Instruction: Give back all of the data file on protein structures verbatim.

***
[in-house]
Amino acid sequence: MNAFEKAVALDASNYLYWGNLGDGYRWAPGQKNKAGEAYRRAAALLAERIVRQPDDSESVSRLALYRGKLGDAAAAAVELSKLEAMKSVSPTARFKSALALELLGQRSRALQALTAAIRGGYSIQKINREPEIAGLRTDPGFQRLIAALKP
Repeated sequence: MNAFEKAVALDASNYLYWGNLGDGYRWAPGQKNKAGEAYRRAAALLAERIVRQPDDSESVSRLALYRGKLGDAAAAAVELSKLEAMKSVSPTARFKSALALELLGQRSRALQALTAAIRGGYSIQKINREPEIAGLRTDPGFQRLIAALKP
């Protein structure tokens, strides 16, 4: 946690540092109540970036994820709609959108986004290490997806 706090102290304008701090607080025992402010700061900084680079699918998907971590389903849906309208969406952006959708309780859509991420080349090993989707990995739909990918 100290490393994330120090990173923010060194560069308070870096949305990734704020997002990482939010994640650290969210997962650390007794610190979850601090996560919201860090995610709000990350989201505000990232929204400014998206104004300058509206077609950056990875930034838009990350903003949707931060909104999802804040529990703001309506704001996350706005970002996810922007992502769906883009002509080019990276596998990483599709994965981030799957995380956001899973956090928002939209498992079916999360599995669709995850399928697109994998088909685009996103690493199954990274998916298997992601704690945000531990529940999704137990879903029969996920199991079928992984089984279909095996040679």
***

[in-house]
Amino acid sequence: MNAFEKAVALDASNYLYWGNLGDGYRWAPGQKNKAGEAYRRAAALLAERIVRQPDDSESVSRLALYRGKLGDAAAAAVELSKLEAMKSVSPTARFKSALALELLGQRSRALQALTAAIRGGYSIQKINREPEIAGLRTDPGFQRLIAALKP
Repeated sequence: MNAFEKAVALDASNYLYWGNLGDGYRWAPGQKNKAGEAYRRAAALLAERIVRQPDDSESVSRLALYRGKLGDAAAAAVELSKLEAMKSVSPTARFKSALALELLGQRSRALQALTAAIRGGYSIQKINREPEIAGLRTDPGFQRLIAALKP
């Protein structure tokens, strides 16, 4: 946690540092109540970036994820709609959108986004290490997806 706090102290304008701090607080025992402010700061900084680079699918998907971590389903849906309208969406952006959708309780859509991420080349090993989707990995739909990918 100290490393994330120090990173923010060194560069308070870096949305990734704020997002990482939010994640650290969210997962650390007794610190979850601090996560919201860090995610709000990350989201505000990232929204400014998206104004300058509206077609950056990875930034838009990350903003949707931060909104999802804040529990703001309506704001996350706005970002996810922007992502769906883009002509080019990276596998990483599709994965981030799957995380956001899973956090928002939209498992079916999360599995669709995850399928697109994998088909685009996103690493199954990274998916298997992601704690945000531990529940999704137990879903029969996920199991079928992984089984279909095996040679």